Strings are to contemporary physicists just as atoms were to the physicists of the 19th century or particles were to the physicists of the 20th century. In fact strings are said to be fantastically smaller than protons and neutrons. (See the complicating note at the end of this piece.)
… Or are strings really in the same boat as particles and atoms once were?
“Strings are so small that a direct observation would be tantamount to reading the text on this page from a distance of 100 light-years: it would require resolving power nearly a billion billion times finer than our current technology allows.”
It’s not surprising, then, that
“[s]ome scientists argue vociferously that a theory so removed from direct empirical testing lies in the realm of philosophy or theology, but not physics”.
So how can we make both philosophical and everyday sense of string theory’s strings?
As stated, the situation physicists find ourselves today can be compared to the situation physicists found themselves in the 19th century with atoms and with particles in the 20th century… Except that although atoms and particles were never directly observed at those times, they were, nonetheless, indirectly “observed”. More importantly, both atoms and particles did have results when it came to (to use Brian Greene’s word) “direct empirical testing”. That is, there were testable and observable happenings which (as it were) hinted at the existence of both atoms and particles.
Yet we simply don’t have that with strings.
Perhaps strings are, therefore, a mathematical contrivance. I say that because many string theorists (more or less) state the same thing. Take the words of the American theoretical physicist Michio Kaku. He wrote:
“My own view is that verification of string theory might come entirely from pure mathematics, rather than from experiment.”
Saying that string theory is hyper-mathematical isn’t to say that strings don’t explain anything. They certainly do. They both explain and unify a hell of a lot of things. However, none of that explanation or unification has anything to do with direct empirical testing.
Thus it is highly unlikely that a string — even in the (near?) future — will ever be observed. But what about the empirical testing of strings in the future? It’s hard to work out what exactly that could mean. How can something so fantastically small ever have an effect in — or on — an experiment?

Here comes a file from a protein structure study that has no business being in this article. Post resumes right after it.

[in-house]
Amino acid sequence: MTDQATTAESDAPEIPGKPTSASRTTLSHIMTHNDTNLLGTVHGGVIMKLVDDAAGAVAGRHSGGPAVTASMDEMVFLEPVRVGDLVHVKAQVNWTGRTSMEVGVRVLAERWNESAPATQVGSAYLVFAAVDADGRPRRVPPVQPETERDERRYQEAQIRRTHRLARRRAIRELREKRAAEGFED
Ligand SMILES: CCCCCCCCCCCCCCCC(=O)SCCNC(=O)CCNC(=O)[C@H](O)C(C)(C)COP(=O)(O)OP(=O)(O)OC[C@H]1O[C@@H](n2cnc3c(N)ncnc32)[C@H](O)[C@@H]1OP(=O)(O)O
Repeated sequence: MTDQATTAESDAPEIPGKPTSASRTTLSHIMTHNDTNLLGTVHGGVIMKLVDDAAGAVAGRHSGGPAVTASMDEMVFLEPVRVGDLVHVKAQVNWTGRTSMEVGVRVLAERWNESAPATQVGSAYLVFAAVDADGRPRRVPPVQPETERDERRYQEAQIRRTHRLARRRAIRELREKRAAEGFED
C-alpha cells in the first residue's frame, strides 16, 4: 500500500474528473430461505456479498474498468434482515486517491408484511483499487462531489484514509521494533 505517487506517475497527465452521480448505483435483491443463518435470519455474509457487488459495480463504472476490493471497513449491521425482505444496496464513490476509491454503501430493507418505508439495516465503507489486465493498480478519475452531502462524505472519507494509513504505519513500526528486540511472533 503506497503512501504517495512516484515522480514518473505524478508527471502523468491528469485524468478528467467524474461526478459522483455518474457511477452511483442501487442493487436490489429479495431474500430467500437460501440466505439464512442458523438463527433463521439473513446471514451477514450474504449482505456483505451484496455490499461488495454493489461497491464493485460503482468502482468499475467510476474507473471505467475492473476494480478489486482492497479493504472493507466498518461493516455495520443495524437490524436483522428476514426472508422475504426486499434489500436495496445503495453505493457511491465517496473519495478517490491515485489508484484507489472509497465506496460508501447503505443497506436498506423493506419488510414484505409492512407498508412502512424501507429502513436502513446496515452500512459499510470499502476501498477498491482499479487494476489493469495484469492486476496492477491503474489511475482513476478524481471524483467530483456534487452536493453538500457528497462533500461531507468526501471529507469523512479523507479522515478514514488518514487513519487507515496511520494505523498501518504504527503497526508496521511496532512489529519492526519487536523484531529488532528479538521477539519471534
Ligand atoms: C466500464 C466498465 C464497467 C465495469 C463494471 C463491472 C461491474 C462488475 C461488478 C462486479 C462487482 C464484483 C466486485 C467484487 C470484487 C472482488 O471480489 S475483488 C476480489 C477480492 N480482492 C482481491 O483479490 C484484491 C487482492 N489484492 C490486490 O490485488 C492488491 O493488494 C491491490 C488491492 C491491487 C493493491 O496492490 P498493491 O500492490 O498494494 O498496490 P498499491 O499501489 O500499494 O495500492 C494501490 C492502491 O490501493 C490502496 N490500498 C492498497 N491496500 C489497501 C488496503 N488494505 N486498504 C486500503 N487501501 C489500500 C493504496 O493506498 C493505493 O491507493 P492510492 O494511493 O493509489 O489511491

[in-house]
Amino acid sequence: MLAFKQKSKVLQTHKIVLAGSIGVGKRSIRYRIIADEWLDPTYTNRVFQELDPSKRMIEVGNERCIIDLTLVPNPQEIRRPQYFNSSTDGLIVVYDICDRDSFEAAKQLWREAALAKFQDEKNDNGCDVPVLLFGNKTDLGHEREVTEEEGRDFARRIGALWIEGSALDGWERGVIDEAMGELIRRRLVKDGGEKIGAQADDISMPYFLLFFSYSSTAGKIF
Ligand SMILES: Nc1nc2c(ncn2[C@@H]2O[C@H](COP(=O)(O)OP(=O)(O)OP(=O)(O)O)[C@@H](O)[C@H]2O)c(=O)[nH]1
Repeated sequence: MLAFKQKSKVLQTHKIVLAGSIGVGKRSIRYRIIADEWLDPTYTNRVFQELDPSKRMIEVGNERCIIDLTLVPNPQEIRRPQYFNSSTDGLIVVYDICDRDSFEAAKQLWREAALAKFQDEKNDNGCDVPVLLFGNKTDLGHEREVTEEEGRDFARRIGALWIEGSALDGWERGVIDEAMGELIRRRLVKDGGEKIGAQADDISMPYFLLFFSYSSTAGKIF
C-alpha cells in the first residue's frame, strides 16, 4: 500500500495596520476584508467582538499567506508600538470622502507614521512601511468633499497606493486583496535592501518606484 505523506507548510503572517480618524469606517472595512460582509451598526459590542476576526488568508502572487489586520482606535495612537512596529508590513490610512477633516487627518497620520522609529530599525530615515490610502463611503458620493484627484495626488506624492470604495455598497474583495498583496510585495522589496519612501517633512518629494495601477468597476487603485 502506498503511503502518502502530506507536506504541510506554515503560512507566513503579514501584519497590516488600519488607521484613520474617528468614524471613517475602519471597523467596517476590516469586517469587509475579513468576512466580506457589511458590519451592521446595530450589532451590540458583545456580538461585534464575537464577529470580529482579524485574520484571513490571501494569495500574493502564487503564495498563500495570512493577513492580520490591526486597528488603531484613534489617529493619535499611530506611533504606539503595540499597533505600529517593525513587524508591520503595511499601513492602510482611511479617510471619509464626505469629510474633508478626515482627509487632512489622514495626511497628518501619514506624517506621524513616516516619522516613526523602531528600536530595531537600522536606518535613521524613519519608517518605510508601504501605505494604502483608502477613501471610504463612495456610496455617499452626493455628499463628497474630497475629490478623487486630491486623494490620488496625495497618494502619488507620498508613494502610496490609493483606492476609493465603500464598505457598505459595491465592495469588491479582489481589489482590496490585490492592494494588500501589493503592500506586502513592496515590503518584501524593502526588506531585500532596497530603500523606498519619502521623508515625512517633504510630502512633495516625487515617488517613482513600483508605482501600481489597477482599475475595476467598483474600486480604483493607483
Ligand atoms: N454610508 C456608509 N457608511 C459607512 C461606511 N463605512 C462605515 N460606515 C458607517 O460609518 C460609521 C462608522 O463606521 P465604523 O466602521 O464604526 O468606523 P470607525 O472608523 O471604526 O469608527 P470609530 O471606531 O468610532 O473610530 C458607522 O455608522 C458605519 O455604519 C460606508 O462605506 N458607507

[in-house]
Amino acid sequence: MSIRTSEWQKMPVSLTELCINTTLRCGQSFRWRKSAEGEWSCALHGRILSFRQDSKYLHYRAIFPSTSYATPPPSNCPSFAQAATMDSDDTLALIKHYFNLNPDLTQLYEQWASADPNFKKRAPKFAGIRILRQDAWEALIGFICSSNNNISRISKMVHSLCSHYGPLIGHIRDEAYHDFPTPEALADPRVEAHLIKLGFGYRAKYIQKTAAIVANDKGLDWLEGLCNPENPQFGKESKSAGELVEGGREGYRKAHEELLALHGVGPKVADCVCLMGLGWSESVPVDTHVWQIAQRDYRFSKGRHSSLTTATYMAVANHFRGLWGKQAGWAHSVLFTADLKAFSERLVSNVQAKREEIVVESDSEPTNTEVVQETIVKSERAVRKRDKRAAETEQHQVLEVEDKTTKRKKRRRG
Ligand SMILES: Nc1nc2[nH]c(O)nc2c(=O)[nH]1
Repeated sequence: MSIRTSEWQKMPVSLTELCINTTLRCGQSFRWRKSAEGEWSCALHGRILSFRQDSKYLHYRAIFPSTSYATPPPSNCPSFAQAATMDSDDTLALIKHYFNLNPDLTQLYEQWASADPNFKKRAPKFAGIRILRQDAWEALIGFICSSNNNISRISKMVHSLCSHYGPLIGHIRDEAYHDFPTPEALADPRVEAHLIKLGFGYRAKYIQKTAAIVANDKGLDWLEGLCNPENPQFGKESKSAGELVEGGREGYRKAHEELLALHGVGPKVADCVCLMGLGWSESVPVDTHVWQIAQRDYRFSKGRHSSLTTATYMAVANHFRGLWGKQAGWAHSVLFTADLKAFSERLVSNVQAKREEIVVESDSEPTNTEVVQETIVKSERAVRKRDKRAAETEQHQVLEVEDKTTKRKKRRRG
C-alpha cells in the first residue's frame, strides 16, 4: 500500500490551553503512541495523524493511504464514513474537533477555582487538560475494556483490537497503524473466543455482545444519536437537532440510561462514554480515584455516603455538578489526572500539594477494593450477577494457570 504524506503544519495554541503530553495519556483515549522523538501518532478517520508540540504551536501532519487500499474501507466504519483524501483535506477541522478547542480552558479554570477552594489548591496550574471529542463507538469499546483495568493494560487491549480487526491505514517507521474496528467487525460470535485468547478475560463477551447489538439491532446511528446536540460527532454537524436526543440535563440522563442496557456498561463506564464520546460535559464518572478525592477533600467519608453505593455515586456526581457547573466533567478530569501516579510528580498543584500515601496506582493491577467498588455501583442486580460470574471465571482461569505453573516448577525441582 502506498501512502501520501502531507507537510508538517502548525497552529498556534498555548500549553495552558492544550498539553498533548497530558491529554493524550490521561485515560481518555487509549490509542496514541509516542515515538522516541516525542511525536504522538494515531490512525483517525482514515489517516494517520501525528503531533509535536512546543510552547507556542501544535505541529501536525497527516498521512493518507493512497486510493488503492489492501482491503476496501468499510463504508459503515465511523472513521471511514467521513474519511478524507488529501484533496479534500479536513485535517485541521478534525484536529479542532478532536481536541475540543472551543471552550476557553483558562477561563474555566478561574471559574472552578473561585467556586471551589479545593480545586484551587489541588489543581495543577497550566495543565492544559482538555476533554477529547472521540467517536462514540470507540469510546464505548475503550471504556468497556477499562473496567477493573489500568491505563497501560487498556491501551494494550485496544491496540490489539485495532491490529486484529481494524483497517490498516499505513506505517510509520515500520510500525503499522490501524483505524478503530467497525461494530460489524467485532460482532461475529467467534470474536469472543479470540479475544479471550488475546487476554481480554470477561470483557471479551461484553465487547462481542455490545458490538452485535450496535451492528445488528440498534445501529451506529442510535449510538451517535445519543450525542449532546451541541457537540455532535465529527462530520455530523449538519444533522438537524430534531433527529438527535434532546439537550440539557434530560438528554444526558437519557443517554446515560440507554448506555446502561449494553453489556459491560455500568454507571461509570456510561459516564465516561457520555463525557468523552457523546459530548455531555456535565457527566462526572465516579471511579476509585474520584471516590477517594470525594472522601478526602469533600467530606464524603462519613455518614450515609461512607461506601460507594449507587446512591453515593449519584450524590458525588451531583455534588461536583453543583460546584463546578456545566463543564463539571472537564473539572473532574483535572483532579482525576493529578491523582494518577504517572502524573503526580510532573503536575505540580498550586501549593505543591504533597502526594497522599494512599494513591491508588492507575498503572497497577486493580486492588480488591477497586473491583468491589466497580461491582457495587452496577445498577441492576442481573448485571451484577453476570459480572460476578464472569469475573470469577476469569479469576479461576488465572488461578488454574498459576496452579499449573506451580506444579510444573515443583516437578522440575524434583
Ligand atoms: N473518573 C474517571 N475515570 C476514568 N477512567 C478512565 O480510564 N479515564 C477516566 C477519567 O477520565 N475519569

Despite saying all that, Brian Greene himself has faith and hope.
Greene finds the views of sceptical scientists “shortsighted” or “at the very least, premature”. Yet Greene also acknowledges that “we may never have technology capable of seeing strings directly”. However, he nonetheless concludes that “the history of science is replete with theories that were tested experimentally through indirect means”. But which “indirect means” has Greene in mind for strings? He doesn’t say. (At least not directly after these statements.) It’s hard to imagine that something which would “require resolving power nearly a billion billion times finer than our current technology allows” could even provide indirect evidence. And that may be because (as already hinted at) a string is entirely the child of mathematical theorising. That is, a string is most certainly not the child of physical experiments — or even of any theorising based on physical phenomena.
One point that is never made entirely clear (at least not in popular science books!) is this: if what we take to be a particle is the instantiation of various levels — or types — of energy vibration of a string, then clearly strings can’t be either smaller or larger than a particle. (In the opening image, a quark is deemed to measure 10−16 cm; whereas a string comes in at 10–33 cm.) That’s because a particle actually is a vibrating string. Yet we have indirect physical evidence of particles, but no indirect physical evidence of strings at all.